Teenage survivors of sexual abuse, incest must address long kept secrets
By Catholic Online (NEWS CONSORTIUM)
2/25/2014 (3 years ago)
Catholic Online (www.catholic.org)
"I was only two years old when my father began molesting me," author Deborah King, an adult survivor of incest recalls. "At nine, he raped me, and continued to do so until I was thirteen. My mother ignored what was happening as my father abused me. As a child, this seemed like an even larger betrayal than what my father was doing to me. Having been betrayed by both parents is a devastating experience for any child." The road to recovery for any incest survivor, then, is an especially difficult one, as it must forcefully uncover long kept secrets and confront members of the survivor's family.
Speaking out on abuse by a relative is one of the most terrifying and most liberating things incest survivors can do.
LOS ANGELES, CA (Catholic Online) - Incest has been around since ancient times and continues into the present day. Therefore, there are many popular misconceptions about this mostly secret crime.
One of the more common myths is that kids invent incest experiences. In fact, children don't invent experiences they've not had and most are afraid to talk about it when it is happening to them.
Another hateful misconception is that children "come on" to adults. In reality, incest is initiated by the abuser, usually accompanied by bribes or coercion and force.
Another myth is that the majority of child sexual abuse is done by strangers. The offender however is usually someone they know and trust - a father, stepfather, the mom's boyfriend, grandfather, brother, or uncle. Child abuse statistics show that 46 percent of childhood victims are raped by someone in their family. Boys are molested and experience adolescent sexual abuse too, but the great majority of incest is a male with the first or only daughter.
Another misconception is that children who are molested by a sibling are just exploring their sexuality. In truth, if the sibling is older and stronger and more in control, its incest and it's just as damaging as incest with a parent.
Deborah King, that author of the book, "Truth Heals: What You Hide Can Hurt You," says speaking out on abuse by a relative is "one of the most terrifying and most liberating things incest survivors can do. It helps to heal not only the victim, but also lifts the burden of secrecy by breaking the wall of silence that incest and family abuse hide behind for the countless numbers of us who have lived through this devastating experience.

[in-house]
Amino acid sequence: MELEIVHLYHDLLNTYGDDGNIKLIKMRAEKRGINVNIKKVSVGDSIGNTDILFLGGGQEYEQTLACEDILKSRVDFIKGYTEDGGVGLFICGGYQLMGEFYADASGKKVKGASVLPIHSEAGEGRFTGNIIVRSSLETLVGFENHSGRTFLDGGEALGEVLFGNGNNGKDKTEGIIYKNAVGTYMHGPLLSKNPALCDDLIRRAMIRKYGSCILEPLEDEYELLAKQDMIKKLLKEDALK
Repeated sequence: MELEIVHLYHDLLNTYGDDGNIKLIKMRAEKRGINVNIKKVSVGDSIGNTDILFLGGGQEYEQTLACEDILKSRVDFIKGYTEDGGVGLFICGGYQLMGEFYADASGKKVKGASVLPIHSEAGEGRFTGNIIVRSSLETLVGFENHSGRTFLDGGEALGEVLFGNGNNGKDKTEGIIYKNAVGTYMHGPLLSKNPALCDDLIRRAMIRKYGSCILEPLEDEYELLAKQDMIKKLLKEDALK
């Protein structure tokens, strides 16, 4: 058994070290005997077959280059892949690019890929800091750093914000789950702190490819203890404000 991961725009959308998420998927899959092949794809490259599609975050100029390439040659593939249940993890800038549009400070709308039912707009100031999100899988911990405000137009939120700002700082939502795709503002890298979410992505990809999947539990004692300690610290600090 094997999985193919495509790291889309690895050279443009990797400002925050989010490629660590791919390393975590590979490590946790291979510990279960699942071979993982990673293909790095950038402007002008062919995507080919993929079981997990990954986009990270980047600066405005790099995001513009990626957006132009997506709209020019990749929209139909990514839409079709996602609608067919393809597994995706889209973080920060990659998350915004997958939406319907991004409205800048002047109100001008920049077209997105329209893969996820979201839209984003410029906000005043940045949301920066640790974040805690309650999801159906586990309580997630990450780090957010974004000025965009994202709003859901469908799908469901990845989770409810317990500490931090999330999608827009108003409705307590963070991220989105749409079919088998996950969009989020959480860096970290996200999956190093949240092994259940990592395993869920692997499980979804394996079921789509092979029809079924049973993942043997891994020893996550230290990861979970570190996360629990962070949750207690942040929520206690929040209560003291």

"Silence is a major part of the problem of abuse," King said in a column in the Huffington Pose. "It takes a brave soul to break the code of silence: "This is our secret; DON'T TELL!" With an implied or direct threat of consequences - OR ELSE - if we do tell. It's the secret nature of incest that keeps its victims tied up in knots of guilt and shame, feeling 'dirty' and fearing the way they will be judged by others should they dare to speak their truth."
King notes that "more people are daring to speak out. According to the Rape, Abuse and Incest National Network (RAINN), the nation's largest anti-sexual assault organization, there was a big surge in people coming forward with their stories of adolescent sexual abuse after Mackenzie Phillips revealed her [incestuous] 'relationship' with her father."
She also says that calls to the National Sexual Assault Hotline, or 1-800-656-HOPE increased by 26 percent and traffic to the National Sexual Assault Online Hotline increased by 83 percent following these revelations. "As incest survivors know, we have to tell our story in order to start healing from abuse. Someone has to listen to us and believe us. The truth of our lives needs to be validated."
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